So you've gone to your camera, you've set it up to shoot High Frame Rates, like our Videographer has, and you've found 60 frames/second, and that's probably the max of that camera, and you're like, "Great, I'm going to shoot it like that," so that we can go do cool slo-mo stuff. Now your camera is going to give it back to you in one of two ways. Let's have a look at both ways; I'm going to delete that. I've got, in your Exercise Files, there's one, there's two Walk 8s. There's a Walk 8, and there's a Walk 8 60 frames/second. So I'm going to add both of these to my Timeline.
I'm going to keep my existing settings, so the first one is 60 frames. So this is-- my camera said, here you go, here's your video at 60 frames/second, and it plays at regular speed. Ignore that. Down here, the other version, that is 29.93 Random. This one here plays in this kind of really weird slow motion. They're the same thing, one is sped up, one slowed down. Let me show you in my example. I'm not sure if this is going to help. Sometimes it does, it feels like it's helping, and then sometimes it doesn't.
So this was my old man walking, it's shot at 30 frames/second. This is High Frame Rate stuff, is 60 frames/second. So there's double the amount of frames, which gives us all that extra detail. So your camera can say, here you go, here's your 60 frames, and at 60 frames/second, so there's 60 little boxes, there's one second. It still plays over the right time, they just hold a lot of detail in there. So you can spread it out later on, and open it up and slow it down if you like, but it's still playing at the regular 60 frames in a second.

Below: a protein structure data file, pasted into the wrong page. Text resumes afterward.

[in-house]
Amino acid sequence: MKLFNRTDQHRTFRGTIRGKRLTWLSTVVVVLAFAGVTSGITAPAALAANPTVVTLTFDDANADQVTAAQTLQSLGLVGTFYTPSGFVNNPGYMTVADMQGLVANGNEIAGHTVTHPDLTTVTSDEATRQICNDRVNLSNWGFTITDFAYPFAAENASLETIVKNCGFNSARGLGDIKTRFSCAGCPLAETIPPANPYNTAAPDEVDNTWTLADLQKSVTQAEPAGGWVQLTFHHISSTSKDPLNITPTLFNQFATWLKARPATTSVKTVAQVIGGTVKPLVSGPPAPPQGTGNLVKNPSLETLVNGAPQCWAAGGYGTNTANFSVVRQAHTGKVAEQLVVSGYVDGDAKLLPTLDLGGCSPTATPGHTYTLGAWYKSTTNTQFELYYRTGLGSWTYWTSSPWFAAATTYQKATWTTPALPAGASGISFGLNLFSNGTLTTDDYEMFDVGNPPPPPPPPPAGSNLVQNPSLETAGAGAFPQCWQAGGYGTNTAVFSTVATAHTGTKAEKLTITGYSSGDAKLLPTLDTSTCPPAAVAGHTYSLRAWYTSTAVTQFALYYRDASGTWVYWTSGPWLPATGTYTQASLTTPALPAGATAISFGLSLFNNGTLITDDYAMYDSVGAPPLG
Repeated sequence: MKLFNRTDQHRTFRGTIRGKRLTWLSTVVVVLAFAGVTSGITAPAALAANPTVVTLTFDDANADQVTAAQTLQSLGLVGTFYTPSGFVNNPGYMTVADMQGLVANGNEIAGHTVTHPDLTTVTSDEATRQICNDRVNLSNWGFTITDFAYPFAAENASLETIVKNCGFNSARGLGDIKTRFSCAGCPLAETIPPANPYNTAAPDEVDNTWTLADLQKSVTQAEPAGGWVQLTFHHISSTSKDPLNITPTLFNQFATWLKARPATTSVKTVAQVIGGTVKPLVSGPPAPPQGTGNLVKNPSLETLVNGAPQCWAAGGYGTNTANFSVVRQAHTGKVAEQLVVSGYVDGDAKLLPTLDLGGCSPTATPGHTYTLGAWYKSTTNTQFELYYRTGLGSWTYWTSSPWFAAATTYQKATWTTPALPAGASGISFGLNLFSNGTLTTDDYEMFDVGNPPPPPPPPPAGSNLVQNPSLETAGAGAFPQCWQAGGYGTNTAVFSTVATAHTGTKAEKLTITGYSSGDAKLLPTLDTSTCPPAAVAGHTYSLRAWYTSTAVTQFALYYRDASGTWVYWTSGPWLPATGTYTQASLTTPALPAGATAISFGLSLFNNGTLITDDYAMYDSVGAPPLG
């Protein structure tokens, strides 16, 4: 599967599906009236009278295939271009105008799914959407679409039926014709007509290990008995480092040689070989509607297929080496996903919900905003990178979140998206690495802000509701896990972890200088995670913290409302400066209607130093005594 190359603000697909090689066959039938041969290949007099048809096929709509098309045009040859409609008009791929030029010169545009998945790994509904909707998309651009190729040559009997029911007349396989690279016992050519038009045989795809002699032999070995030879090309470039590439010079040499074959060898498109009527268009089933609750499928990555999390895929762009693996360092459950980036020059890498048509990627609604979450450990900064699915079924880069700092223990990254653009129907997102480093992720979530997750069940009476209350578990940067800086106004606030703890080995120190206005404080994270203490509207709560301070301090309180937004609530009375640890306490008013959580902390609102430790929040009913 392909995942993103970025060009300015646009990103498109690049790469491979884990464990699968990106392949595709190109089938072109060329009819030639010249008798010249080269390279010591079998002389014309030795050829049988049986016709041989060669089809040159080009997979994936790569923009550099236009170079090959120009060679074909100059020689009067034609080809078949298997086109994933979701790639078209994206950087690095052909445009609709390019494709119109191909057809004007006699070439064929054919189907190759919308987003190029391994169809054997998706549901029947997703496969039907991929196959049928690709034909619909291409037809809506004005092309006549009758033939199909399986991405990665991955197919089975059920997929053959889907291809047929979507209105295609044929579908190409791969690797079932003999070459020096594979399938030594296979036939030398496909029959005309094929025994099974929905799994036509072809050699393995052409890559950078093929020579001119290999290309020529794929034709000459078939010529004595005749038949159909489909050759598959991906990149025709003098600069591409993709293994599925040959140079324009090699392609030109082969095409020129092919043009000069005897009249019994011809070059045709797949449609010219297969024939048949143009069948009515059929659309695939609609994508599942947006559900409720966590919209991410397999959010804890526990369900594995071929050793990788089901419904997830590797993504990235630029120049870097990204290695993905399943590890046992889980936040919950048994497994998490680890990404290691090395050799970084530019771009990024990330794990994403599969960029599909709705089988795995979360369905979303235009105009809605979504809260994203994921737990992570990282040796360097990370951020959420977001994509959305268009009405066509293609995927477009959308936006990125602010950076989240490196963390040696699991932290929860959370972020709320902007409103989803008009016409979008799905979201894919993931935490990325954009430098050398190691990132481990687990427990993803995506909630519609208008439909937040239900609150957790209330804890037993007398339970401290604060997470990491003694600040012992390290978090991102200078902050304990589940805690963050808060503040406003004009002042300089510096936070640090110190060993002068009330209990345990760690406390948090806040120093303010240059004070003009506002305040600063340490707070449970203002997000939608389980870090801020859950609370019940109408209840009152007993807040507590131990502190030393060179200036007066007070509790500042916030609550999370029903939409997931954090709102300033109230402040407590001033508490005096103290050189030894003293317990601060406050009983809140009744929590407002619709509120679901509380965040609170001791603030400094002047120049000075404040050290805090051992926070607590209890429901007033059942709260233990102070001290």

That's this one here, playing at full speed. There's lots of detail in there, if I do want to slow it down, which is cool, and there's no real difference between which one you get, in terms of the end result of our slo-mo, but the other way you can get it, your camera can say, actually, I'm shooting 60 frames/second, I'm going to give you 30 frames/second, but I'm going to smear these out. So there's your 30 frames/second, but there's all this extra stuff, what do we do with it? Oh well, we'll just lump it in, and it will make it longer.